By David Fleet
Brandon Twp.-Baseball is a tough sport.
“To be really good you need to enjoy the game, and have some fun,” said Greg Glover, a veteran high school and AAA travel baseball coach with more than 20 years of experience. “When a kid is not able to be successful he quits and does not go back to baseball.”
Glover along with his son Jake, a former collegiate baseball standout will host a camp to teach some of the necessary skills to succeed at the game.
From 6-8 p.m., July 27 and 28 the Brandon Township Parks & Recreation will host 2021 Baseball Skills Camp for boys 9-12 years old at the Sherman Memorial Park Community Fields, 150 Cedar St., Ortonville. The cost of the camp is $20 for residents and $30 for non-residents of the township. The deadline is July 20. Participants should bring their baseball mitt, batting helmet, and a bottle of water to each session. Cleats and bats are also recommended. The camp is designed for players to develop personal skills, and the learn the fundamentals of fielding, batting and pitching techniques.
Former collegiate pitcher and infielder, Jake Glover, 24, was a Brandon High School student and 2015 graduate of Waterford Our Lady of The Lakes was highly recruited by junior colleges following high school.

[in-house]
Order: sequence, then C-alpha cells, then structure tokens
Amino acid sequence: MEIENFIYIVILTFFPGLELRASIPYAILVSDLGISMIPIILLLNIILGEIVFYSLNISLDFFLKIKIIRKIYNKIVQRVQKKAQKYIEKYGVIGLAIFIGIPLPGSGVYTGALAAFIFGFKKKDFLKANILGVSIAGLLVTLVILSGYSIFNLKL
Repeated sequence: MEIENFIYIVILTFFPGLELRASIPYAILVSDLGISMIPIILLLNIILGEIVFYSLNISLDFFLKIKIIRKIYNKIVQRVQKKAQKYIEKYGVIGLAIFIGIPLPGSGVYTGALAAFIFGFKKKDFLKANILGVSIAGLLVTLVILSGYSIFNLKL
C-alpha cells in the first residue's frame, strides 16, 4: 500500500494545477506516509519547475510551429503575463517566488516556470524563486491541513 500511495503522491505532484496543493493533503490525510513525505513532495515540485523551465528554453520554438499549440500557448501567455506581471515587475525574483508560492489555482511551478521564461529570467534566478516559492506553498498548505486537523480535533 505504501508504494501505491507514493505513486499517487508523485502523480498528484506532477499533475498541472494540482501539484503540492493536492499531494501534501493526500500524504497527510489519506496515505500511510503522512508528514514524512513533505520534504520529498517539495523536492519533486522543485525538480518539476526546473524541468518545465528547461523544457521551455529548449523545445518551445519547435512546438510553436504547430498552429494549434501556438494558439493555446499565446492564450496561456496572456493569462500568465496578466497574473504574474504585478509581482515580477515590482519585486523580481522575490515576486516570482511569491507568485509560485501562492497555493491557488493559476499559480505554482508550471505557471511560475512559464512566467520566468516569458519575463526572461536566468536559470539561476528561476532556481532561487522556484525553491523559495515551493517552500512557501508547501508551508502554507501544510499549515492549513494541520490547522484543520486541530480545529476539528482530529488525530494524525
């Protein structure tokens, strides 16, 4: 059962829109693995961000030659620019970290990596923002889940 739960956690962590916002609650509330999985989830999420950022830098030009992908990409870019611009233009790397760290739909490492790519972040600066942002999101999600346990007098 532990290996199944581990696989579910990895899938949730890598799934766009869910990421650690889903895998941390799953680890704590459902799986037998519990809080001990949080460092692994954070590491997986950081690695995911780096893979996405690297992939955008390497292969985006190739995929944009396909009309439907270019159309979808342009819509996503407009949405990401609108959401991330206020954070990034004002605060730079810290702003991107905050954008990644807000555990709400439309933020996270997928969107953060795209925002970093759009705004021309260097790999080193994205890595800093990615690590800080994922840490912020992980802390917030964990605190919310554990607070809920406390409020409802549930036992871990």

“College baseball is rough,” said Jake. “Having pitched and played middle infielder in college the commitment required to play at that level is intense. But, I liked it and was willing to put in the time. You have to put the work in with the team and outside of the team practices to make it happen.”
Jake played for Santa Barbara College, California, before returning to join the Delta College team in Michigan. In 2019, he relocated to North Carolina where he started at second base for the High Point Highlanders of the Old North State League. Glover was then traded to the Triad Tribe and helped lead the team to second in the league with a 20-6 record and the Old North State League championship. He was also selected to the ONSL All Star Team. He completed his college baseball career at Edward Waters University in Jacksonville, Fla.
“Fundamentally many of the youth who are starting to play baseball today are behind,” said Coach Glover. “They are being coached by dads and grandfathers and those who are not up-to-date on what it takes to get to that next level required for success at the game. What our youth do now become ‘muscle memory.’”
Glover’s coaching career included stints as Varsity Head Coach of Our Lady of the Lakes, JV and youth league program; AAA Travel Coach who led the Lakes Area Dodgers to the Little League World Series and the BC Hawks AAA Travel team winning the North Oakland Baseball Federation including two consecutive undefeated seasons.
Glover said that if youth are not taught the fundamentals at an early age it will cost them at the next level.
“From 9 to 12 years old is the proper age to learn the correct fundamentals to be successful,” he said. “If not the game of baseball will pass you by.”